CEO's misstep shows the need for empathy as well as expertise
United Airlines’ rough dragging of a passenger off a flight to Louisville has now joined Cecil the Lion and Justine Sacco as case studies in social media outrage.
It didn’t help that the passenger was Asian, making the video top trending topic on Chinese social media site Weibo. Nor did it help that United CEO Oscar Munoz made such a ham-handed attempt at apology – saying he apologized “for having to re-accommodate” the passenger, then later sending a note to employees blaming the passenger for being “disruptive and belligerent.” Not until yesterday afternoon, after the company’s stock swoon threatened to wipe out over a billion dollars of market cap, did Munoz issue a proper apology, saying “it’s never too late to do the right thing.” I disagree; it was too late.
I have some sympathy for Munoz. After suffering from a heart attack and receiving a transplant shortly after getting the top job in 2015, he’s made real progress turning around the troubled airline. Last year, he earned a spot (No. 20) on Fortune’s Businessperson of the Year list (read Shawn Tully’s profile here.) And responding to social media outrage is not something they teach at business school. Well, not yet, anyway.
Nevertheless, it has become an inescapable reality of business leadership today. As Dov Seidman told the CEOs who attended the Fortune Global Forum in Rome last December, moral judgment declines with distance – we’re most passionate about things closest to us – but distance has disappeared in today’s world. As a result, an event like Monday’s rough “re-accomodation” is instantly at hand to everyone, everywhere. That puts a big burden on CEOs like Munoz; they have to take moral responsibility for countless acts over which they have little control.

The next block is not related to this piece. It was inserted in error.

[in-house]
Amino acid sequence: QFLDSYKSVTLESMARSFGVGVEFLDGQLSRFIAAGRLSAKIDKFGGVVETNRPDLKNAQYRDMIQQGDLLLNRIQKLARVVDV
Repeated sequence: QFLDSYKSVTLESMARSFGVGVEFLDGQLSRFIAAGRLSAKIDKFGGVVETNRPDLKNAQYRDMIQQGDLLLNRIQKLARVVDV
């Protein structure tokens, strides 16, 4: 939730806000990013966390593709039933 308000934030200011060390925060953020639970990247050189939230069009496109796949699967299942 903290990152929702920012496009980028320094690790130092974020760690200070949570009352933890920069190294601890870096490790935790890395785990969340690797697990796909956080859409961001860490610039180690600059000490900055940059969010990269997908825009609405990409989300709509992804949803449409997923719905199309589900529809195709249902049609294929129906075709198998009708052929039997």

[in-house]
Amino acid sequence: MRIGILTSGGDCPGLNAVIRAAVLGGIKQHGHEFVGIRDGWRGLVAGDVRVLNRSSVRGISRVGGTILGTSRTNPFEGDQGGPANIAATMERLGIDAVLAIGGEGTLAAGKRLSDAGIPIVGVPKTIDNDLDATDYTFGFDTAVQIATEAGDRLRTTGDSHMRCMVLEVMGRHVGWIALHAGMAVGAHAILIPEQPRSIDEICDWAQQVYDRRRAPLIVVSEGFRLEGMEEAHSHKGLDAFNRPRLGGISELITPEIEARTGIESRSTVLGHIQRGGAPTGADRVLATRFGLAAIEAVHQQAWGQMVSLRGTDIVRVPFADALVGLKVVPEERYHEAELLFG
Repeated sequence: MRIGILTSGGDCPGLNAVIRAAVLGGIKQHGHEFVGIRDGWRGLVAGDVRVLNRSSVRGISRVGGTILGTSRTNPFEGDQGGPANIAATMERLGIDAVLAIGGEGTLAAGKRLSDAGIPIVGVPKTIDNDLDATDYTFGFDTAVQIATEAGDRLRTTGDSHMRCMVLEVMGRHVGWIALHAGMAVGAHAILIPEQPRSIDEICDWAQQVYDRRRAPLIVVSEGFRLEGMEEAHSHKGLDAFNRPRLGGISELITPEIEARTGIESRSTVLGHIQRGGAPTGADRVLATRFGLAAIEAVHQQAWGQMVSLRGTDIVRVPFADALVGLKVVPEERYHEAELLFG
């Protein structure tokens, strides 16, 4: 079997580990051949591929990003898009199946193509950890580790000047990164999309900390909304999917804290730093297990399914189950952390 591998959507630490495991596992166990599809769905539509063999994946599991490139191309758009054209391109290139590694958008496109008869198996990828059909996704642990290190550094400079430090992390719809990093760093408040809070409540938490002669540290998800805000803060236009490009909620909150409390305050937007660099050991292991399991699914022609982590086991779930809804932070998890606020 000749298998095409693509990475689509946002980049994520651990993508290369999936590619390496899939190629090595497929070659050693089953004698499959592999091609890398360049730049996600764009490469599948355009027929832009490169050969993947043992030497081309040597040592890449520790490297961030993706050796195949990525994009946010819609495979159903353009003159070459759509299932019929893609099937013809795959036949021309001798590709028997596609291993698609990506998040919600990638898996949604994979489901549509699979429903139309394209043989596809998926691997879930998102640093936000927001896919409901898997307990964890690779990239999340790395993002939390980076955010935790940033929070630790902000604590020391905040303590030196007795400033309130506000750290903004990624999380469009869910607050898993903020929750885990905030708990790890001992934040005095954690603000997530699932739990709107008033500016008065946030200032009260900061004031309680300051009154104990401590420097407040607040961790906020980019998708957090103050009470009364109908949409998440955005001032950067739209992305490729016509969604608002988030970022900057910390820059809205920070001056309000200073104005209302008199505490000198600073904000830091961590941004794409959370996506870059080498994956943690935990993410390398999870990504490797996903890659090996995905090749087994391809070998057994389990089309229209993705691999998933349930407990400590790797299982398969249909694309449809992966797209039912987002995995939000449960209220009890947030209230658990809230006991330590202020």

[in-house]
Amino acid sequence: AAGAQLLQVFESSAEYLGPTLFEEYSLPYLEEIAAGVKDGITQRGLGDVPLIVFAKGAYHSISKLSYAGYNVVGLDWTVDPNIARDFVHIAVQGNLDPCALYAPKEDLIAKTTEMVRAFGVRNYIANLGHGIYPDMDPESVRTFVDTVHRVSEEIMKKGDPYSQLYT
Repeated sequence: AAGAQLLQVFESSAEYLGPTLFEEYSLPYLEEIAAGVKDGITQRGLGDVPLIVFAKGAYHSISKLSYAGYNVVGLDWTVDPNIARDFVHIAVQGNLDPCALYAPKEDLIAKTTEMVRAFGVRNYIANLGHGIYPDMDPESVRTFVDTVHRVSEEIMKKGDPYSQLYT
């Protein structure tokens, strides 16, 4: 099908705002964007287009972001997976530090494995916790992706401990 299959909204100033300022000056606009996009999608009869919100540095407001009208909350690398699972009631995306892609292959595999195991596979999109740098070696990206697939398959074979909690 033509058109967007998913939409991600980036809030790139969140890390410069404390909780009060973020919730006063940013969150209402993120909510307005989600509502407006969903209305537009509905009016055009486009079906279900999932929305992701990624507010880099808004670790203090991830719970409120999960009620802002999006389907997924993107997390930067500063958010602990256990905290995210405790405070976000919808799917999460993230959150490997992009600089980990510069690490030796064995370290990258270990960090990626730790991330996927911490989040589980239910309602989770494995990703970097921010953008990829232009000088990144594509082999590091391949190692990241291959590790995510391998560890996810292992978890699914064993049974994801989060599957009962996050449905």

Can Munoz recover? It will take more than a single statement to convince people he’s sincere. The company says it is reviewing its policies, and change would help – overbooked flights are the bane of all frequent travelers. For others who want to learn from his example, the lesson is one Seidman delivered in Rome: in today’s connected world, leaders need empathy as much as they need expertise.
“We need a new leadership playbook,” Seidman said. “In many ways, I think we have gone from the industrial age, when we hired brawn – hands – to a knowledge economy where we hired heads, and now I think we are entering the human economy where we hire hearts.” (You can watch Seidman’s full comments here.)
Meanwhile, United’s competition is having fun at its expense on social media. “We beat the competition. Not you,” said a Southwest post. Delta stayed mum, however, still recovering from a storm-triggered meltdown that left many thousands of fliers, myself included, stranded last weekend.